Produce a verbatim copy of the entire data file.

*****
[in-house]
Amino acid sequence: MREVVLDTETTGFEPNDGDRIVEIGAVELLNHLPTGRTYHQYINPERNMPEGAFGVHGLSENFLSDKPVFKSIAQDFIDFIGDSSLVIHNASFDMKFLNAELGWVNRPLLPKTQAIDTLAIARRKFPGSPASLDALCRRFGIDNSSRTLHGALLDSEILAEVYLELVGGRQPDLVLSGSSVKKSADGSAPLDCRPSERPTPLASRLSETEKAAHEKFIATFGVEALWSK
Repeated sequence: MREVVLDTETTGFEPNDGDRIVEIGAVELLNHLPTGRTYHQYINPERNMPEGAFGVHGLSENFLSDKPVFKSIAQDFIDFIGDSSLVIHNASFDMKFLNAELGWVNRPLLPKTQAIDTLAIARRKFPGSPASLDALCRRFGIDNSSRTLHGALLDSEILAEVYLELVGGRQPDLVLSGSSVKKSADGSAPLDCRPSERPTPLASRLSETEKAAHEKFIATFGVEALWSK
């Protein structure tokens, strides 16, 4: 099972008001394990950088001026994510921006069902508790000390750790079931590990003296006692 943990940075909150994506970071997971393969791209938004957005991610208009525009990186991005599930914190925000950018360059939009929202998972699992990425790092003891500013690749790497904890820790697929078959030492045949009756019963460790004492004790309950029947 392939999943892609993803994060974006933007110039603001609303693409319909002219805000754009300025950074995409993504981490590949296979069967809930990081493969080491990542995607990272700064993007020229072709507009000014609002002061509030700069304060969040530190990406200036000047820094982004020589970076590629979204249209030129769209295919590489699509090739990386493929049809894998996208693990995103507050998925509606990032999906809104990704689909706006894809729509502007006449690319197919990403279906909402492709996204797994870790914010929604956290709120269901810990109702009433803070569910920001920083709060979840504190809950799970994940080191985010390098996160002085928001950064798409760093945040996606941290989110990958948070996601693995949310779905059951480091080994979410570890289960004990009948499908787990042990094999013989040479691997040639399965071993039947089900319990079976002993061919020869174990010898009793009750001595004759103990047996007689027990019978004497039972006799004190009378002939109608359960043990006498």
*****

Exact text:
[in-house]
Amino acid sequence: MREVVLDTETTGFEPNDGDRIVEIGAVELLNHLPTGRTYHQYINPERNMPEGAFGVHGLSENFLSDKPVFKSIAQDFIDFIGDSSLVIHNASFDMKFLNAELGWVNRPLLPKTQAIDTLAIARRKFPGSPASLDALCRRFGIDNSSRTLHGALLDSEILAEVYLELVGGRQPDLVLSGSSVKKSADGSAPLDCRPSERPTPLASRLSETEKAAHEKFIATFGVEALWSK
Repeated sequence: MREVVLDTETTGFEPNDGDRIVEIGAVELLNHLPTGRTYHQYINPERNMPEGAFGVHGLSENFLSDKPVFKSIAQDFIDFIGDSSLVIHNASFDMKFLNAELGWVNRPLLPKTQAIDTLAIARRKFPGSPASLDALCRRFGIDNSSRTLHGALLDSEILAEVYLELVGGRQPDLVLSGSSVKKSADGSAPLDCRPSERPTPLASRLSETEKAAHEKFIATFGVEALWSK
């Protein structure tokens, strides 16, 4: 099972008001394990950088001026994510921006069902508790000390750790079931590990003296006692 943990940075909150994506970071997971393969791209938004957005991610208009525009990186991005599930914190925000950018360059939009929202998972699992990425790092003891500013690749790497904890820790697929078959030492045949009756019963460790004492004790309950029947 392939999943892609993803994060974006933007110039603001609303693409319909002219805000754009300025950074995409993504981490590949296979069967809930990081493969080491990542995607990272700064993007020229072709507009000014609002002061509030700069304060969040530190990406200036000047820094982004020589970076590629979204249209030129769209295919590489699509090739990386493929049809894998996208693990995103507050998925509606990032999906809104990704689909706006894809729509502007006449690319197919990403279906909402492709996204797994870790914010929604956290709120269901810990109702009433803070569910920001920083709060979840504190809950799970994940080191985010390098996160002085928001950064798409760093945040996606941290989110990958948070996601693995949310779905059951480091080994979410570890289960004990009948499908787990042990094999013989040479691997040639399965071993039947089900319990079976002993061919020869174990010898009793009750001595004759103990047996007689027990019978004497039972006799004190009378002939109608359960043990006498």